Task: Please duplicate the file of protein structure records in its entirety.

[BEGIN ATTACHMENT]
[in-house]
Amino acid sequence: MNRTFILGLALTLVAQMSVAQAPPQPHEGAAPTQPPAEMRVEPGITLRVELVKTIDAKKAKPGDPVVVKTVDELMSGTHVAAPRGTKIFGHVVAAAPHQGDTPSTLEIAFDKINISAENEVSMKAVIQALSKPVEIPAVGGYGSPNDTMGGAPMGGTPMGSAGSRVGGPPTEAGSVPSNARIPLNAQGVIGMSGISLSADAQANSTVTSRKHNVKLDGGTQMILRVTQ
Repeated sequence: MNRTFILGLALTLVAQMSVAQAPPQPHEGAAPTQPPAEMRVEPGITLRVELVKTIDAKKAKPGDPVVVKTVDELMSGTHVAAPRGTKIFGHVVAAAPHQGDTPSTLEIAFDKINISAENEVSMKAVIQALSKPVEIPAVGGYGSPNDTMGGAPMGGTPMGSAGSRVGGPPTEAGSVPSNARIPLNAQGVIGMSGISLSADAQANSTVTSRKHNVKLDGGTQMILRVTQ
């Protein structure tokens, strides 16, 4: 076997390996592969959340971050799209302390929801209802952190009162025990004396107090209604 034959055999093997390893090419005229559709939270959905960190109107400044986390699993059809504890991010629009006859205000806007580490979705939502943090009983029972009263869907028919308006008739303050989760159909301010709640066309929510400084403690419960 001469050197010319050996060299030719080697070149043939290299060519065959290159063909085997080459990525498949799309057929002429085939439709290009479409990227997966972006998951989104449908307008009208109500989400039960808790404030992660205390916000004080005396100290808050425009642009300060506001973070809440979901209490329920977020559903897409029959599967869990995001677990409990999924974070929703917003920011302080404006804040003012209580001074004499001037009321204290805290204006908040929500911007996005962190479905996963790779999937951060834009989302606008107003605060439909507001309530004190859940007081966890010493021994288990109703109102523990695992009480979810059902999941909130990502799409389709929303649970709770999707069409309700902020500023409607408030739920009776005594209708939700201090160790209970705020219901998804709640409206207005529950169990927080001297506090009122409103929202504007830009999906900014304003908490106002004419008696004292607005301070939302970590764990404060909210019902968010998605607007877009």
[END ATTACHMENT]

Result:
[in-house]
Amino acid sequence: MNRTFILGLALTLVAQMSVAQAPPQPHEGAAPTQPPAEMRVEPGITLRVELVKTIDAKKAKPGDPVVVKTVDELMSGTHVAAPRGTKIFGHVVAAAPHQGDTPSTLEIAFDKINISAENEVSMKAVIQALSKPVEIPAVGGYGSPNDTMGGAPMGGTPMGSAGSRVGGPPTEAGSVPSNARIPLNAQGVIGMSGISLSADAQANSTVTSRKHNVKLDGGTQMILRVTQ
Repeated sequence: MNRTFILGLALTLVAQMSVAQAPPQPHEGAAPTQPPAEMRVEPGITLRVELVKTIDAKKAKPGDPVVVKTVDELMSGTHVAAPRGTKIFGHVVAAAPHQGDTPSTLEIAFDKINISAENEVSMKAVIQALSKPVEIPAVGGYGSPNDTMGGAPMGGTPMGSAGSRVGGPPTEAGSVPSNARIPLNAQGVIGMSGISLSADAQANSTVTSRKHNVKLDGGTQMILRVTQ
């Protein structure tokens, strides 16, 4: 076997390996592969959340971050799209302390929801209802952190009162025990004396107090209604 034959055999093997390893090419005229559709939270959905960190109107400044986390699993059809504890991010629009006859205000806007580490979705939502943090009983029972009263869907028919308006008739303050989760159909301010709640066309929510400084403690419960 001469050197010319050996060299030719080697070149043939290299060519065959290159063909085997080459990525498949799309057929002429085939439709290009479409990227997966972006998951989104449908307008009208109500989400039960808790404030992660205390916000004080005396100290808050425009642009300060506001973070809440979901209490329920977020559903897409029959599967869990995001677990409990999924974070929703917003920011302080404006804040003012209580001074004499001037009321204290805290204006908040929500911007996005962190479905996963790779999937951060834009989302606008107003605060439909507001309530004190859940007081966890010493021994288990109703109102523990695992009480979810059902999941909130990502799409389709929303649970709770999707069409309700902020500023409607408030739920009776005594209708939700201090160790209970705020219901998804709640409206207005529950169990927080001297506090009122409103929202504007830009999906900014304003908490106002004419008696004292607005301070939302970590764990404060909210019902968010998605607007877009």